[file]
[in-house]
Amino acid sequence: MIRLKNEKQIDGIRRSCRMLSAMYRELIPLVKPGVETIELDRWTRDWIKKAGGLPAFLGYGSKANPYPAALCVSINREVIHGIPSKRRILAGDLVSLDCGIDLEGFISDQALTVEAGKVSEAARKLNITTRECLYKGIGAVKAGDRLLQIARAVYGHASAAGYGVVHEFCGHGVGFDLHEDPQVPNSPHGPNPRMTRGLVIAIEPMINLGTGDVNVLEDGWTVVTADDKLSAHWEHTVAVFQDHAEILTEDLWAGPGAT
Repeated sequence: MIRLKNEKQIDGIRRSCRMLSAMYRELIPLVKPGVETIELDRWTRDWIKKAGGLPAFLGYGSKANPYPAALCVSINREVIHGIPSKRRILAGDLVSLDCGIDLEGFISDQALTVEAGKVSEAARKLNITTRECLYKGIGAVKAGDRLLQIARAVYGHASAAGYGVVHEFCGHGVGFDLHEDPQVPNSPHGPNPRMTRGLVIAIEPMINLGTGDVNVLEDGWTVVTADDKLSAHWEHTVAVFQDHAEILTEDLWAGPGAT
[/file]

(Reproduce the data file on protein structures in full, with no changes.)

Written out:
[in-house]
Amino acid sequence: MIRLKNEKQIDGIRRSCRMLSAMYRELIPLVKPGVETIELDRWTRDWIKKAGGLPAFLGYGSKANPYPAALCVSINREVIHGIPSKRRILAGDLVSLDCGIDLEGFISDQALTVEAGKVSEAARKLNITTRECLYKGIGAVKAGDRLLQIARAVYGHASAAGYGVVHEFCGHGVGFDLHEDPQVPNSPHGPNPRMTRGLVIAIEPMINLGTGDVNVLEDGWTVVTADDKLSAHWEHTVAVFQDHAEILTEDLWAGPGAT
Repeated sequence: MIRLKNEKQIDGIRRSCRMLSAMYRELIPLVKPGVETIELDRWTRDWIKKAGGLPAFLGYGSKANPYPAALCVSINREVIHGIPSKRRILAGDLVSLDCGIDLEGFISDQALTVEAGKVSEAARKLNITTRECLYKGIGAVKAGDRLLQIARAVYGHASAAGYGVVHEFCGHGVGFDLHEDPQVPNSPHGPNPRMTRGLVIAIEPMINLGTGDVNVLEDGWTVVTADDKLSAHWEHTVAVFQDHAEILTEDLWAGPGAT